College has been a big fat lesson in “vincibility.” No, I’m not invincible. I’m not sure if it’s because I’m no longer a teenager and am entering the older, more delicate stage (yes, I realize I am still very young but it’s relative) of my life, but man. I’ve never had a serious injury before in my life (minus stitches), and within the past year I’ve had 2. I’ve been the sickest of my life once (mono), and chronically ill fairly significantly another time. I’ve been to more doctors in the past 4 years than ever before.

The shoulder in the fall was sort of a freak accident type of deal, rather than an overload/overuse type of injury, but still. I keep joking to my friends, since my birthday was last week, “I’m 22 now. I’m so old, my bones are already falling apart!” But honestly, sometimes it feels that way. What’s most concerning and puzzling to me is how this injury happened. I was training for a 10 mile race, on top of Crossfit and teaching spin, but that’s nothing I hadn’t done before. I’ve done 6 half marathons, why now? And now I’m forced to take a step back and think about what went wrong, and what the future looks like. The most important thing for me is to make sure I heal properly, and don’t re-injure it. Honestly, I don’t really care about not running right now. I see people running and think, “huh.” The drive to heal is so much stronger than my love of running.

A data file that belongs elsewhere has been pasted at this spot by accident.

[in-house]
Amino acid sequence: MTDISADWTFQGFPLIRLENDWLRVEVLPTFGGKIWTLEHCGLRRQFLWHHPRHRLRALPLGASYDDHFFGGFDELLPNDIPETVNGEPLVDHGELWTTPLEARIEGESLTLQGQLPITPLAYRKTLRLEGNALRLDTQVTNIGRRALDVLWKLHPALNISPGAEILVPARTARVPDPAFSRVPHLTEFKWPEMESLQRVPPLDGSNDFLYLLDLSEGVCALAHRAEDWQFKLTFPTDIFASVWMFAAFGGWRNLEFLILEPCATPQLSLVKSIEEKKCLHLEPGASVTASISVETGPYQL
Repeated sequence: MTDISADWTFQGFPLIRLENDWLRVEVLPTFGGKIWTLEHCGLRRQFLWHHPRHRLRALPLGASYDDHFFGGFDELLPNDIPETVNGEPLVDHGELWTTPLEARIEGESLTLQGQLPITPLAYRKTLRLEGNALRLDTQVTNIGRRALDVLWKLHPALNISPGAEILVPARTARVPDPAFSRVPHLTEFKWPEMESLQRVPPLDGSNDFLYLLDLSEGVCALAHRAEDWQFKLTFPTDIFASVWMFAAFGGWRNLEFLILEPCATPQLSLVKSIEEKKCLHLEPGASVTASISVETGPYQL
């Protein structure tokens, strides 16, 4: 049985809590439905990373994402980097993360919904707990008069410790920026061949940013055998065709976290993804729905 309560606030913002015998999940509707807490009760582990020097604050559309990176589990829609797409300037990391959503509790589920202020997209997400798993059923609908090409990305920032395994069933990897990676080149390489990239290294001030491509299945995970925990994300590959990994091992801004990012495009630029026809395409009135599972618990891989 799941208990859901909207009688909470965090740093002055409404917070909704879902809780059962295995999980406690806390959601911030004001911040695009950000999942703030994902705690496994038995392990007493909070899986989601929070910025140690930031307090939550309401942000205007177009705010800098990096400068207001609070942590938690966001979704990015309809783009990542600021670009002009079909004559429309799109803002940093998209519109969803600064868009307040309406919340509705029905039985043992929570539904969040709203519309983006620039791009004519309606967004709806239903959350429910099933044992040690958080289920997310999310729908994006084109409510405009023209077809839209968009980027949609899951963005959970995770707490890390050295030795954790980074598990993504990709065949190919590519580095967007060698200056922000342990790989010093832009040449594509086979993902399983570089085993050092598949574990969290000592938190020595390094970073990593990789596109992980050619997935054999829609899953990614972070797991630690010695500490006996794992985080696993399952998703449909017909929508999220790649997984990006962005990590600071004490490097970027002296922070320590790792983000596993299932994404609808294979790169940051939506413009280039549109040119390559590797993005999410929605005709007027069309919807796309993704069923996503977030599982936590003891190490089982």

I have to realize that I’m breakable. I have to be smart. I have to take care of myself. In college, that’s something that’s really easy to forget. In the health realm, you can’t never sleep, chug caffeine, eat junk, and expect to stay healthy. It’s not sustainable. When you have fewer restrictions on what you can and can’t do, it’s easy to make the fun decision instead of the long-term, self-care decision.